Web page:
An Assessment of Cylindrocarpon on Container Western White Pine Seedlings After Outplanting
Cylindrocarpon root disease can destroy root systems of container seedlings. Foresters were concerned that infected nursery stock would perform poorly after outplanting. Root growth potential tests were a poor predictor of disease levels on seedlings that otherwise met standard morphological criteria (height, stem diameter, and firm root plugs) for outplanting. Cylindrocarpon on western white pine persists longer on outplanted stock than Fusarium oxysporum or F. proliferatum on Douglas-fir seedlings on a similar site. Mortality caused by herbivores was as serious a threat to plantation establishment as was mortality caused by all other factors. Our results suggest that western white pine seedlings infected with Cylindrocarpon, but meeting morphological criteria for outplanting, will perform satisfactorily in the field. West. J. Appl. For. 15(1):5-7.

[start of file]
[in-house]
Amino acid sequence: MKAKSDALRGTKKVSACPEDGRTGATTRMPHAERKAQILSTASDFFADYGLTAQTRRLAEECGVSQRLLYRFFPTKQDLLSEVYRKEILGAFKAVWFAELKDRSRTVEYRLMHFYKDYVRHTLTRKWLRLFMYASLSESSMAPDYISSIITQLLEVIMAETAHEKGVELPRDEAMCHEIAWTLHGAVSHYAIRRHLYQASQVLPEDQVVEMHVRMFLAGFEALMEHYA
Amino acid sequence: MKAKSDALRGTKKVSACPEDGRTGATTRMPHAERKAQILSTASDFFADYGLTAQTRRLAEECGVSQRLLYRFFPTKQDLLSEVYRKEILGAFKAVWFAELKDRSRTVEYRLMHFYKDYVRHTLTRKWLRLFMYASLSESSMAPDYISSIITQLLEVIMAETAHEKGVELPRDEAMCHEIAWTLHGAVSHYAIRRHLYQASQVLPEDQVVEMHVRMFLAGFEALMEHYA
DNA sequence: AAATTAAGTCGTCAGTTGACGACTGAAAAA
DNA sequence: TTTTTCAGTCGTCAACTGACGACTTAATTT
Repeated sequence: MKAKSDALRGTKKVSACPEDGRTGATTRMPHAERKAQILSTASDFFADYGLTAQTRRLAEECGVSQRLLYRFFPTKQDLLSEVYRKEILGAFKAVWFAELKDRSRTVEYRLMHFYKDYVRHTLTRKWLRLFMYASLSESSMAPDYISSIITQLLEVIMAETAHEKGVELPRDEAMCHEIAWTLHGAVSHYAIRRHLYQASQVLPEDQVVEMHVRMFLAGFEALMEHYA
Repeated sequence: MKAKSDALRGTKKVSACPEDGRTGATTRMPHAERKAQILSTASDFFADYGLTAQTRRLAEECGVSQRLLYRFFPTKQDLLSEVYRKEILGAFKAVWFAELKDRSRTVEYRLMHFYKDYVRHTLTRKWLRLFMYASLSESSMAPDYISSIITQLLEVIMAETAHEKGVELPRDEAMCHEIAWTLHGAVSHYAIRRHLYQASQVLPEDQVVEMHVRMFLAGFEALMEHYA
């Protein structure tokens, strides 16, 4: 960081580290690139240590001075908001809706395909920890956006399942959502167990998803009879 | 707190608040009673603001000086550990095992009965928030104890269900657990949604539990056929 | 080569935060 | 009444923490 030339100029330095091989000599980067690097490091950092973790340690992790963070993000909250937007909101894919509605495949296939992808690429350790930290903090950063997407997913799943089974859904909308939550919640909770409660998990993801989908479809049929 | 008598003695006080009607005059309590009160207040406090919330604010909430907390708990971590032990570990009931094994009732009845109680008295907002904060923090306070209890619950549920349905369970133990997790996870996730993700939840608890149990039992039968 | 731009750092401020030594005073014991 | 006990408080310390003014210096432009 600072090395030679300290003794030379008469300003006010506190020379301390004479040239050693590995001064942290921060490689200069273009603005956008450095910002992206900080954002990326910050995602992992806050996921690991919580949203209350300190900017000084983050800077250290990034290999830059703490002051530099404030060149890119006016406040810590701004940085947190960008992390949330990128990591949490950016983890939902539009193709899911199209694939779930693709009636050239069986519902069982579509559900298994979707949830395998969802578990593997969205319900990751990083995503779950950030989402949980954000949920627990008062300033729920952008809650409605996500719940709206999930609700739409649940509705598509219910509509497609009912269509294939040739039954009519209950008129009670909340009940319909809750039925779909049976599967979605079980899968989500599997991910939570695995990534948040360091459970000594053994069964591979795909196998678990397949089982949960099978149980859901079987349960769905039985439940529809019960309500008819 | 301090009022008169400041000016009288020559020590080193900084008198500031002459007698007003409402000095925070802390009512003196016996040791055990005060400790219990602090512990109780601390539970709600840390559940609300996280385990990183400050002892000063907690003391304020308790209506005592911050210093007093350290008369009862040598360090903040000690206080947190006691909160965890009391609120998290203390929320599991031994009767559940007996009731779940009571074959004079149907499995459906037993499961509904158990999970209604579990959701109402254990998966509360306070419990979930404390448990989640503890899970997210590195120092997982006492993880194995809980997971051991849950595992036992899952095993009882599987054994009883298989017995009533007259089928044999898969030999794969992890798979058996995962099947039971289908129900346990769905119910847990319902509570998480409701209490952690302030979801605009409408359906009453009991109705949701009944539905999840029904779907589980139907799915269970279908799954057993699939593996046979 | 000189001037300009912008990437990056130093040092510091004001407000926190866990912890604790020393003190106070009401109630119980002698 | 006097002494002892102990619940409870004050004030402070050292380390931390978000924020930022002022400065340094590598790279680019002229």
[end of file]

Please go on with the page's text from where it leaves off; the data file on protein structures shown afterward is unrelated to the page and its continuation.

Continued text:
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Document Type: Journal Article
Affiliations: Forest Research Nursery, Department of Forest Resources, University of Idaho
Publication date: 2000-01-01
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- Each regional journal of applied forestry focuses on research, practice, and techniques targeted to foresters and allied professionals in specific regions of the United States and Canada. The Western Journal of Applied Forestry covers the western United States, including Alaska, and western Canada; WJAF will also consider manuscripts reporting research in northern Mexico that has potential application in the southwestern United States.
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